Kate Zweig is Paul Griner's The German Woman: British by birth, German by marriage. The novel opens in WWI in Prussia at a field hospital that is about to be obliterated. Kate is a nurse and her husband, Horst, a doctor. They escape to Germany, where their lives become sheer misery, filled with terror, hunger, pain and drudgery.
Griner leaves Kate and Horst in Germany and moves into London in WWII. Claus is an American filmmaker living in London, now a reluctant British spy. His story is confusing, told in muddled bits and pieces that reflect his own confusion about his true identity. Born of an Irish father and German mother, he can't figure out to whom he owes his loyalty.
Then Claus meets Kate, who is by now a woman in her mid-40s, who has recently fled Germany to escape the Nazis. We discover, again in bits and pieces, what happened to Kate and Horst in the years between wars. Claus and Kate embark on a romance that is a refuge for both of them in the midst of their war lives. Claus struggles constantly with his role as a spy and with his desire to have his latest film accepted; Kate continues to work as a nurse, which consists mostly of providing medical assistance to civilians caught in the London bombings. They keep secret from each other portions of their pasts, doling out bits and pieces like shards of the broken city all around them.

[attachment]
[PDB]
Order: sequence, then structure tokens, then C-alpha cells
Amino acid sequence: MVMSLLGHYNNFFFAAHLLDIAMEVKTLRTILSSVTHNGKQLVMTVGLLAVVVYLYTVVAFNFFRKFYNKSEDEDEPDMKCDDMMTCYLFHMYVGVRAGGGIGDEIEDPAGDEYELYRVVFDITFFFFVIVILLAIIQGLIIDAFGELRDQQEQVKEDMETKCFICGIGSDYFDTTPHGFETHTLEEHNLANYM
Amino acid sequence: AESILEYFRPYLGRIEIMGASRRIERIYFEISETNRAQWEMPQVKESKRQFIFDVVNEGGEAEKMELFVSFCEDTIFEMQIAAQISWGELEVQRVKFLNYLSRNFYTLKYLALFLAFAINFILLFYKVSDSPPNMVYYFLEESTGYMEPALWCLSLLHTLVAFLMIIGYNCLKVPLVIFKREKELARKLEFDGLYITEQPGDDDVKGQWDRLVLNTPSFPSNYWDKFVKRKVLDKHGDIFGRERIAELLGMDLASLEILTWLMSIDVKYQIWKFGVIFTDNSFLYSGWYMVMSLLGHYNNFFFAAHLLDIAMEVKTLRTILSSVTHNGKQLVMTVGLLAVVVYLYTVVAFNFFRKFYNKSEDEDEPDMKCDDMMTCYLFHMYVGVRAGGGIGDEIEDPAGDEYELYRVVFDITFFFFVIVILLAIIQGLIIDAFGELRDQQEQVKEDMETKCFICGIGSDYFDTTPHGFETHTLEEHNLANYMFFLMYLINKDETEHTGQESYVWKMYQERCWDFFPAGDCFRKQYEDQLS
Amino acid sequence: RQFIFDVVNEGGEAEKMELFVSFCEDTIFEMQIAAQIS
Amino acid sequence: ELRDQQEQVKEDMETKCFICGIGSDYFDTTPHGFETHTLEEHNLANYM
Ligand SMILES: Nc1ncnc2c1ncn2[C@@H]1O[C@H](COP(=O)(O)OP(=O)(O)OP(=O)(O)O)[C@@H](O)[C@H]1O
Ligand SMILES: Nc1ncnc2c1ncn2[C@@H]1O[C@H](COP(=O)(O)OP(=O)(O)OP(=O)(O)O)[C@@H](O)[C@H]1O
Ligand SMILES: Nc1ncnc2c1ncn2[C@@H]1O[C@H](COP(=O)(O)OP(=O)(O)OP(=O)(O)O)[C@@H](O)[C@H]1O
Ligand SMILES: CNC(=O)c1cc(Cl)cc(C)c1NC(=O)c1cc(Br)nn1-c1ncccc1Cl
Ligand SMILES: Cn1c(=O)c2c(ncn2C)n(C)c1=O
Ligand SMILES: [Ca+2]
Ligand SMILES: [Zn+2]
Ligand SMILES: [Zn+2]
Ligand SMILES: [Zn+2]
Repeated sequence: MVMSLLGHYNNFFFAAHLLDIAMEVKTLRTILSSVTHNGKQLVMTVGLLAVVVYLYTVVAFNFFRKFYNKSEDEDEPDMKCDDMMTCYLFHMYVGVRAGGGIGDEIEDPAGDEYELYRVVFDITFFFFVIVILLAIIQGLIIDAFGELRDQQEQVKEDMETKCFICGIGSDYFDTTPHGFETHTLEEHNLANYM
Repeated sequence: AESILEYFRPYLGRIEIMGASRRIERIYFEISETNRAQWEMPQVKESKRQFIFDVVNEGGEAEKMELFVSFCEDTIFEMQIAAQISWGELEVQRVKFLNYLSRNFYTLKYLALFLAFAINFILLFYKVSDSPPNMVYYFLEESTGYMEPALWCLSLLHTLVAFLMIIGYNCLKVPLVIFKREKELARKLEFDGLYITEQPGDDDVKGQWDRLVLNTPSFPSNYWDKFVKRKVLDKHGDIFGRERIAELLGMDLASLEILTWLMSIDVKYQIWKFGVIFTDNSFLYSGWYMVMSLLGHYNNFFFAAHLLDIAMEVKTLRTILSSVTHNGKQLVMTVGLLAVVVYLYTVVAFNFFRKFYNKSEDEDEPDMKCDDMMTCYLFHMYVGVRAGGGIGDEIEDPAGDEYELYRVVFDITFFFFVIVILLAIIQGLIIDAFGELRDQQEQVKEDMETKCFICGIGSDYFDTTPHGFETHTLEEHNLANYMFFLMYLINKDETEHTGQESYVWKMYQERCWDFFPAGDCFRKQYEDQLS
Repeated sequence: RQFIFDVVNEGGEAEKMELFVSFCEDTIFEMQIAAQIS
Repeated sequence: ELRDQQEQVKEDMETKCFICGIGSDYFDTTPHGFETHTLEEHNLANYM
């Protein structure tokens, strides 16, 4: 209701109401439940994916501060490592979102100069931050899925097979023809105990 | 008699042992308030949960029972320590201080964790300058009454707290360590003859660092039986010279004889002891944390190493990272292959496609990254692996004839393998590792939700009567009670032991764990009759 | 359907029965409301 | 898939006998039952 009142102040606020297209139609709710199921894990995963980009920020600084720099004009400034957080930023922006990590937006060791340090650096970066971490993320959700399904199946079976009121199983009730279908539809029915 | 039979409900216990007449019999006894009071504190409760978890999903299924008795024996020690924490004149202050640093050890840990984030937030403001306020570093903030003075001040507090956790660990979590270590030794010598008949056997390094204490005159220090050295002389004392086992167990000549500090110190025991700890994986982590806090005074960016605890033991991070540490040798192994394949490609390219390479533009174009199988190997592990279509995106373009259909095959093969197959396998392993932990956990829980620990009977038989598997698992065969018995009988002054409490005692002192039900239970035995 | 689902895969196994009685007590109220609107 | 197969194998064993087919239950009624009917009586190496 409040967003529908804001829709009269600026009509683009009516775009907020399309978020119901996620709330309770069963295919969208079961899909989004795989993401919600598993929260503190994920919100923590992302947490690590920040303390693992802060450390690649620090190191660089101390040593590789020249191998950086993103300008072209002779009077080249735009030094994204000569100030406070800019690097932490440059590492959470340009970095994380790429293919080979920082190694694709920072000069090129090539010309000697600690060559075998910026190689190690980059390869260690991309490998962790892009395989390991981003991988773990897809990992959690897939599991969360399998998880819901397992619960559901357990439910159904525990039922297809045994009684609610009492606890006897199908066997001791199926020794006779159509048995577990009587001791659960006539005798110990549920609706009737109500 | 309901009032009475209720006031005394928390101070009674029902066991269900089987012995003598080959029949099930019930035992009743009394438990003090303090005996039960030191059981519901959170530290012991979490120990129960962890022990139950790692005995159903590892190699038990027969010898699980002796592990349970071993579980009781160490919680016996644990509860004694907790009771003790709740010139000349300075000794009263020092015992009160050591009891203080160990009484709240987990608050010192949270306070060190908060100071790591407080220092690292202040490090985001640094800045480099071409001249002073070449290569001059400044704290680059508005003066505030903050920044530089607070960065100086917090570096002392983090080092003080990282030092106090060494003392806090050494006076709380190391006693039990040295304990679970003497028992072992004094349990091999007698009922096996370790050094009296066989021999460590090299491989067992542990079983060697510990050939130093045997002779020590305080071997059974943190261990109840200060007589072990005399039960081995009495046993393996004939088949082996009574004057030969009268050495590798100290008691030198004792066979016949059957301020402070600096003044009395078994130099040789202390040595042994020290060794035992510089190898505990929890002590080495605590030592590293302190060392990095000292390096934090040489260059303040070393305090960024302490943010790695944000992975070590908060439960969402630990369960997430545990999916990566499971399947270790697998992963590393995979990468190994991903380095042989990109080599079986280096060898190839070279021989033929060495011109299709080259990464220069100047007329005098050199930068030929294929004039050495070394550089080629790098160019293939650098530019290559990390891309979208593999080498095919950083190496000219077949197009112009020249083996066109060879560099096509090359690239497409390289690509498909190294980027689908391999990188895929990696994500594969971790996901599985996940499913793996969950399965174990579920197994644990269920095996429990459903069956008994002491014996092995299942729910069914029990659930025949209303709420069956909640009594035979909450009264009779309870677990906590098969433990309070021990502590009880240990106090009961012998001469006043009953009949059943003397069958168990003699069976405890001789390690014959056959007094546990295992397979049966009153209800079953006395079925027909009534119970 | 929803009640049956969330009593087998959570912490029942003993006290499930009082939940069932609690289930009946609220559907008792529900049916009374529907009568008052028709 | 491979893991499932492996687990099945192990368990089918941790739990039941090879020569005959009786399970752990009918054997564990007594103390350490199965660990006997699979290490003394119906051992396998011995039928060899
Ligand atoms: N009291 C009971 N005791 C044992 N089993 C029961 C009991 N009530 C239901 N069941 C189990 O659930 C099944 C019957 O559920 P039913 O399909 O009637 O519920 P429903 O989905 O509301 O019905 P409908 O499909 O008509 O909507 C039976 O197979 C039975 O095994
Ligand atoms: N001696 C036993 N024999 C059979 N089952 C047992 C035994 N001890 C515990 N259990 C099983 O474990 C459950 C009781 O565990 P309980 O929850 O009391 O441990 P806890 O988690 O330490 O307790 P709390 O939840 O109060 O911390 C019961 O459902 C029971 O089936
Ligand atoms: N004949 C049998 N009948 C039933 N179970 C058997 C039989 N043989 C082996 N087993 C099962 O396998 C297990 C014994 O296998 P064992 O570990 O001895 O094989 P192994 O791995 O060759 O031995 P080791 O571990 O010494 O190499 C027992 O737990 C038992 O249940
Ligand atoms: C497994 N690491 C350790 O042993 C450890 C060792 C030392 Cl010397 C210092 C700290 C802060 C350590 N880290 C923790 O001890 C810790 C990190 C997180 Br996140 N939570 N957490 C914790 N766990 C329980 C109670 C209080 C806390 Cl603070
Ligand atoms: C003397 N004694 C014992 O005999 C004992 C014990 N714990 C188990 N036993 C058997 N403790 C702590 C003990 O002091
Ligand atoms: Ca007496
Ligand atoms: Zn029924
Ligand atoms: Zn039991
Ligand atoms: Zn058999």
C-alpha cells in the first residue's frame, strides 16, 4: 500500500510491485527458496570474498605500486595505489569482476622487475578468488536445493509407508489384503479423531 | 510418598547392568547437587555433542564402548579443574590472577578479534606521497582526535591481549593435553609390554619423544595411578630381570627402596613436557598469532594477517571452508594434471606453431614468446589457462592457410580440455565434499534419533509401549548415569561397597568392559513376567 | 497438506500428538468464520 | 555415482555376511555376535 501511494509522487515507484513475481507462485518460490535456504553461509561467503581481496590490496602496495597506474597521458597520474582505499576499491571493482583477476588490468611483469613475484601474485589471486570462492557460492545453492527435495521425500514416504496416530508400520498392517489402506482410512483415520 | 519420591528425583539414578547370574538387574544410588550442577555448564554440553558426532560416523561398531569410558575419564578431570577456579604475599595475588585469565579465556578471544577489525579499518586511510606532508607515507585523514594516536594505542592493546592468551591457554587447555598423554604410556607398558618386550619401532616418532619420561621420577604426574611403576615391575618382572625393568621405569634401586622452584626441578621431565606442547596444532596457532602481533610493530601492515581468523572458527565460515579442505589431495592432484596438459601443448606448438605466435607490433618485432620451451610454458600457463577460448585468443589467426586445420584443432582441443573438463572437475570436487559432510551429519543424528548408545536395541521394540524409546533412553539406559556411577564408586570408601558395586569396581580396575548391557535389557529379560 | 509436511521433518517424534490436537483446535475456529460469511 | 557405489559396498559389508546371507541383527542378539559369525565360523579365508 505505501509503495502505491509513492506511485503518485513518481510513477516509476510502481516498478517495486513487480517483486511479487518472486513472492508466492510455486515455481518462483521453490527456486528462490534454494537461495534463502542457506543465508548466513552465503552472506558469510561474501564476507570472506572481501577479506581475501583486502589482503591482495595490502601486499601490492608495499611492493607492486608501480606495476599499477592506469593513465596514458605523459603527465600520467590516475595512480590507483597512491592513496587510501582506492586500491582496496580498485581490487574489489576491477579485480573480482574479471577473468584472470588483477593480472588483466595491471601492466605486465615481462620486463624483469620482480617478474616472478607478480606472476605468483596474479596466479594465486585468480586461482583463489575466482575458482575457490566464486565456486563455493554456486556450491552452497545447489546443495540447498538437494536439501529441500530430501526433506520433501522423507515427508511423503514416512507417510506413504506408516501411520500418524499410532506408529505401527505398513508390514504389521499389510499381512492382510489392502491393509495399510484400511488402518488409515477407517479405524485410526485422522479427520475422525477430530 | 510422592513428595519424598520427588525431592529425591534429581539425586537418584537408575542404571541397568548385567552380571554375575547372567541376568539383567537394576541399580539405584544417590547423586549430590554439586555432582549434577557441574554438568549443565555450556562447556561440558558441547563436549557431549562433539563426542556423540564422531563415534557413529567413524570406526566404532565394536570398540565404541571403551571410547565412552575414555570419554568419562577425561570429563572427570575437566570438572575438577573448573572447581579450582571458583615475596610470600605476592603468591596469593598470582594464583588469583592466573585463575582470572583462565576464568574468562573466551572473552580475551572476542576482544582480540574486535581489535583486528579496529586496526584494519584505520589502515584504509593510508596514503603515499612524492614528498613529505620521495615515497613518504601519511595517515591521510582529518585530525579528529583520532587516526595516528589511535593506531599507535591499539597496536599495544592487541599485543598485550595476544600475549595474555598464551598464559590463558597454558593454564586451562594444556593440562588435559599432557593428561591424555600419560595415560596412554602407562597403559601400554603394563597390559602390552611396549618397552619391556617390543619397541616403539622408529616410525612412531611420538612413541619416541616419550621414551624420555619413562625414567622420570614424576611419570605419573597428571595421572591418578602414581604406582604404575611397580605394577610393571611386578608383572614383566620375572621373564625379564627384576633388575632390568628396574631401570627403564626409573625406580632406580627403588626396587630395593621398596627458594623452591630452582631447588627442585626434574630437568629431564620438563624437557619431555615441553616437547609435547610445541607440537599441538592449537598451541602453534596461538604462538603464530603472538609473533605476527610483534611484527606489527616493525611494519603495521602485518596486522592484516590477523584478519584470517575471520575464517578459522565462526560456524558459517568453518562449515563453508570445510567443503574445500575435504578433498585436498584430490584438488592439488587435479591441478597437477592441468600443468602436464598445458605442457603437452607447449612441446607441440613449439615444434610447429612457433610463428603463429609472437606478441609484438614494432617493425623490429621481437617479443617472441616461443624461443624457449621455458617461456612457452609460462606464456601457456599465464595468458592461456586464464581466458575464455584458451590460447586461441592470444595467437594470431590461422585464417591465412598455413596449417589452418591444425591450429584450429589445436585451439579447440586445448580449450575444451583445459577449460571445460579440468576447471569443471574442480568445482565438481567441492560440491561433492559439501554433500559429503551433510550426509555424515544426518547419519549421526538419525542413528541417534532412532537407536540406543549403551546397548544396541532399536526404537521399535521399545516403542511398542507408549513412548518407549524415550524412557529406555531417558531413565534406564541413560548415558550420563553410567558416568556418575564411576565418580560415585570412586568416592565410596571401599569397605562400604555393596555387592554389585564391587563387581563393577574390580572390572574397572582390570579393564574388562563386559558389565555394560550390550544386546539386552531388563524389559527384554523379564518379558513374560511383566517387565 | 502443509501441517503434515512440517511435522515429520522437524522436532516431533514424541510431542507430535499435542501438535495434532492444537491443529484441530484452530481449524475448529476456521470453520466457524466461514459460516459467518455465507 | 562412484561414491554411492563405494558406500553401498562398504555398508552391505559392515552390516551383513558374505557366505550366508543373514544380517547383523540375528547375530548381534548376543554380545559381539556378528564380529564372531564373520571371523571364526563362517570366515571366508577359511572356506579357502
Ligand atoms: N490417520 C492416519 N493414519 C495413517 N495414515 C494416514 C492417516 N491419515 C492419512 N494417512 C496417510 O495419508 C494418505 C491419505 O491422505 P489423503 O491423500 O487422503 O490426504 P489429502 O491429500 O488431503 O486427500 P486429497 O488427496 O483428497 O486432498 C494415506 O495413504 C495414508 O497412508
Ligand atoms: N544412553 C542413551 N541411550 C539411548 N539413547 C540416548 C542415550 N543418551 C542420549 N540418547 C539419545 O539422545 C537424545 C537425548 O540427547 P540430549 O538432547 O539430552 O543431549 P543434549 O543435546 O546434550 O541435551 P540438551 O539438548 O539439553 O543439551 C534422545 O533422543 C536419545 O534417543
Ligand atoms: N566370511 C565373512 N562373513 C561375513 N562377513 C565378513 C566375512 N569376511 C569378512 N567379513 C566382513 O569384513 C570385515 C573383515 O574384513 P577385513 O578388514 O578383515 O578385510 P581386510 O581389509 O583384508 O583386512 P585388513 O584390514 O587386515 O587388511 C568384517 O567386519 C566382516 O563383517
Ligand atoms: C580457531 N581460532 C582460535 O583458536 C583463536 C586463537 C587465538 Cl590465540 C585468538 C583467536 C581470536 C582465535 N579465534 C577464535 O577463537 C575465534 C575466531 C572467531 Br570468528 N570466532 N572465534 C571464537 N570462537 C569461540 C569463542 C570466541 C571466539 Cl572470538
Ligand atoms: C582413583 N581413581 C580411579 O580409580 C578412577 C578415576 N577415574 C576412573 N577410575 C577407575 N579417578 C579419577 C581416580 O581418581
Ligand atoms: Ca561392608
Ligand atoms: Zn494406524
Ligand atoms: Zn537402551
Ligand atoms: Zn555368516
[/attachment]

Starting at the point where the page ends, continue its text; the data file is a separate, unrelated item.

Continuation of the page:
Eventually, Claus implodes, egged on by his supervisor. Trained as a spy, he becomes suspicious of everyone, including Kate. But Griner keeps the reader guessing too, wondering if Claus is right about Kate—is she a German spy, or just a woman wounded by war?
Griner is a fantastic writer. The images in the novel are powerful and memorable: a splotch of red raspberries against the gray ash, a piano played to soothe starvation, a pig lounging in the sun. I didn't exactly understand all the espionage jargon. I couldn't quite grasp what, exactly, Claus was doing; but that is my own ignorance on war espionage. I was frustrated at times with not being able to understand this large part of the novel, but the story of Claus and Kate was compelling enough to keep reading even without understanding a lot of the historical context.
(Thanks to Bookworm's Dinner for the original recommendation. Other World War II era novels reviewed here.)